Speculation of Cabinet Reshuffles, stories of attempted coups, comedic appearances and high security, Conservative Party conference in Manchester certainly delivered drama and headlines. But for BESA it also delivered an excellent opportunity to raise awareness and enact change on some of the key issues facing members.

As in Brighton, Manchester played host to a high number of housing, built environment and skills events. Living up to their reputation as ‘the Party of business,’ Conservative talks and debates attracted more private sector voices to discussions around local industrial strategy, ‘The Apprenticeship Levy Debate,’ ‘the Value of UK Construction’ and ‘Modular Solutions for Housing.’ At a conference where Brexit was at the front of most people’s thoughts, it was good to get involved with such a broad range of built environment meetings and discussions.

While enjoying seeing some familiar faces from the CIOB, RICS, RIBA and the FSB, BESA were very pleased to connect with over 50 Conservative MPs and Government Ministers.

In her final speech the Prime Minister spoke about new council homes, more housebuilding and a key narrative around the ‘British Dream’ for young people. Some have claimed that this strongly echoes Ed Miliband’s speech in 2014, but we noticed that the built environment is now enjoying more attention from the Government as well as the opposition.

Theresa May announced that Government will meet its manifesto pledge to renew the building of council and social housing, adding £2 billion to the existing pot from which social housing comes. This will be in the form of an extra 12,500 homes for social rent being built each year in 2020 and 2021 with councils and housing associations able to bid for funding.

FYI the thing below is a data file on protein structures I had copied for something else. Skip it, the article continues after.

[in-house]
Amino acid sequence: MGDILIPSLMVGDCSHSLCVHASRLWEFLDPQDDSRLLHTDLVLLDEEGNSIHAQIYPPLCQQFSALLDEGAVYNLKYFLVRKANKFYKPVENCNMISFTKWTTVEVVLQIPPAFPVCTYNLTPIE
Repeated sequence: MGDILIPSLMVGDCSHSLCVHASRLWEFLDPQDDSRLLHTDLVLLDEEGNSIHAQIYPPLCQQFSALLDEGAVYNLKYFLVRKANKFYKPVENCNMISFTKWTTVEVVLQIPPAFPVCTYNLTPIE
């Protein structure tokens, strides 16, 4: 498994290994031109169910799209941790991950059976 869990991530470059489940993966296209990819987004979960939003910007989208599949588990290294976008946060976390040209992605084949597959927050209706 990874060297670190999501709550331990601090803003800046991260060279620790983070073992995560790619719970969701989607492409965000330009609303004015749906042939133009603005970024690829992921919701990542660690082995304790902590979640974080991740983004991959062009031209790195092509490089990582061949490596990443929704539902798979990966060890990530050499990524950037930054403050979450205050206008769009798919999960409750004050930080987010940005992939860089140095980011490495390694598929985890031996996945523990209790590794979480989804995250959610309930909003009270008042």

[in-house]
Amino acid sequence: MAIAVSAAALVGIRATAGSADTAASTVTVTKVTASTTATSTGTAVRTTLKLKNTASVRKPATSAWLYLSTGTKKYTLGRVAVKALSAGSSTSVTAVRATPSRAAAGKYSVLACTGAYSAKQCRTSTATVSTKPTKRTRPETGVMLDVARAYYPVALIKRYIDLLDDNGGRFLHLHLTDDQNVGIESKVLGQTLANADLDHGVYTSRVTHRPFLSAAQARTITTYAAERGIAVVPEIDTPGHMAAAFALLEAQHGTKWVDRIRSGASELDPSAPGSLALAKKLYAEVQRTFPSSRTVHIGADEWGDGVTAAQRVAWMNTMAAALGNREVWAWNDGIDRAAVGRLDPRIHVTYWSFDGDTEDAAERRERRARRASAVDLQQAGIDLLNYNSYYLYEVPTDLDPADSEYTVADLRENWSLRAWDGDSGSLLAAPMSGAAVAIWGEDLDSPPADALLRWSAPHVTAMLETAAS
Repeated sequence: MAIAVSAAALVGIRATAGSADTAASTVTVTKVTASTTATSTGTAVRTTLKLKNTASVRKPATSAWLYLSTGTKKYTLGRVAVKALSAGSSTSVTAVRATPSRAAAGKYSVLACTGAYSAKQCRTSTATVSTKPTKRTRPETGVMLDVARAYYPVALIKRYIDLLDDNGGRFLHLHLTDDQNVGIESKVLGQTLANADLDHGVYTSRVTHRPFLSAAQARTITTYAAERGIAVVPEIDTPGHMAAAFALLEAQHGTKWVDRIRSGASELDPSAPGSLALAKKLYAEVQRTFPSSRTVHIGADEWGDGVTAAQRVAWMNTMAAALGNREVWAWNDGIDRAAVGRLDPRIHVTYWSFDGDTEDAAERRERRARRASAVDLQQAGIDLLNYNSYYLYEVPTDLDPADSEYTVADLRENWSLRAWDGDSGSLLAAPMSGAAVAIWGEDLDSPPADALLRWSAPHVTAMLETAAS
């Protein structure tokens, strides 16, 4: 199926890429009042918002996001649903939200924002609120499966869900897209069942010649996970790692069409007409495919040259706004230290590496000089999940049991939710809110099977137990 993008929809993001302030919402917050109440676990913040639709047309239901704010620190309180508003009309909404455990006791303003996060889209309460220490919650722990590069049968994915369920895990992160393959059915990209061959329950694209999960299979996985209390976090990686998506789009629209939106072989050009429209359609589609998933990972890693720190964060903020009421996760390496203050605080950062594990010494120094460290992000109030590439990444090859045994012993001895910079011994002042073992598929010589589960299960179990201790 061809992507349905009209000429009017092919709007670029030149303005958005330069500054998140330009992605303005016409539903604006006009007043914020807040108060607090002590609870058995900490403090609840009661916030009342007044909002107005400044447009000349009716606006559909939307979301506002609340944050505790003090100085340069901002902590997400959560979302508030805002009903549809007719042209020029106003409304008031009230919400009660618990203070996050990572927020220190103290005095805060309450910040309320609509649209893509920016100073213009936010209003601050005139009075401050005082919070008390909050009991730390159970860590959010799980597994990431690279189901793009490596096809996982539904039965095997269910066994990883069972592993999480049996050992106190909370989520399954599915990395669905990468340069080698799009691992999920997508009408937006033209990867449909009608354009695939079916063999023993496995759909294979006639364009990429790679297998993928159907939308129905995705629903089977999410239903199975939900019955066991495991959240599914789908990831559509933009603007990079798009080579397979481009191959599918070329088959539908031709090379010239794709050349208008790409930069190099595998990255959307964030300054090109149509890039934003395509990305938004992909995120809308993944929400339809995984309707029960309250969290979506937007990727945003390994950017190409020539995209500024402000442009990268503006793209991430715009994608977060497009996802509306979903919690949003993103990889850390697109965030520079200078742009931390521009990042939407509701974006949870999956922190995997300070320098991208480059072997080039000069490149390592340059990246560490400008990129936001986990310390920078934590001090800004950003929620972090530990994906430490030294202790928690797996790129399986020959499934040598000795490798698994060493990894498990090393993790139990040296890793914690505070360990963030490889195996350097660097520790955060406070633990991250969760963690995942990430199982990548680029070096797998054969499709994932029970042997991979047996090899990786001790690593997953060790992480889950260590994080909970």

This added to earlier conference announcements by Communities Secretary Sajid Javid of extending ‘Help to Buy’ with more protection for tenants. While some housing experts, charities and rival politicians say that the number is too low, it is good to see construction and the built environment enjoying more government attention. Alongside retentions, skills, apprenticeships and green policies, BESA were sure to raise the issue of late payment and inefficiency in public contracts also.

With Conservative Party conference now over, BESA and the ECA are going forward with a lot of new connections and hopefully a lot more support for change. We will be building on new relationships over the coming weeks and months to make sure that our members are more involved, more represented and better reflected in Government policy.

While perhaps not as ambitious as the Labour Party’s new building proposals, the same issue applies: to achieve more building and a better built environment, Government must involve specialist contractors and SMEs. Without some key reforms the Government will not be building the additional houses that the country needs, and we at the BESA will be here to remind them of that.

This All Means?

The Party Conference season is generally used by the media, political observers and politicians to gauge key positions and launch new policy ideas. But this year Party Conference season has been used by the BESA to get in front of the key legislators, most prominent opposition and like-minded industry figures.

Politically it was a fascinating couple of weeks, with Labour solidifying their position more to the left and the Government moving slightly more right. The PM’s speech was overshadowed by unforeseen events, while Jeremy Corbyn appears to have finally cemented himself as the undisputed Labour leader.

Our attendance was timely, given the extra focus on the built environment, alongside the growing calls from members for reform to issues like retentions, access to apprenticeships and planning. The new connections and links that have been made will be our starting point for a new campaign for reform, and members will be contacted soon with details of new developments.

There is an old saying that ‘it’s not what you know, but who you know.’ We are quickly changing that to ‘it is not who you know, but what you do!’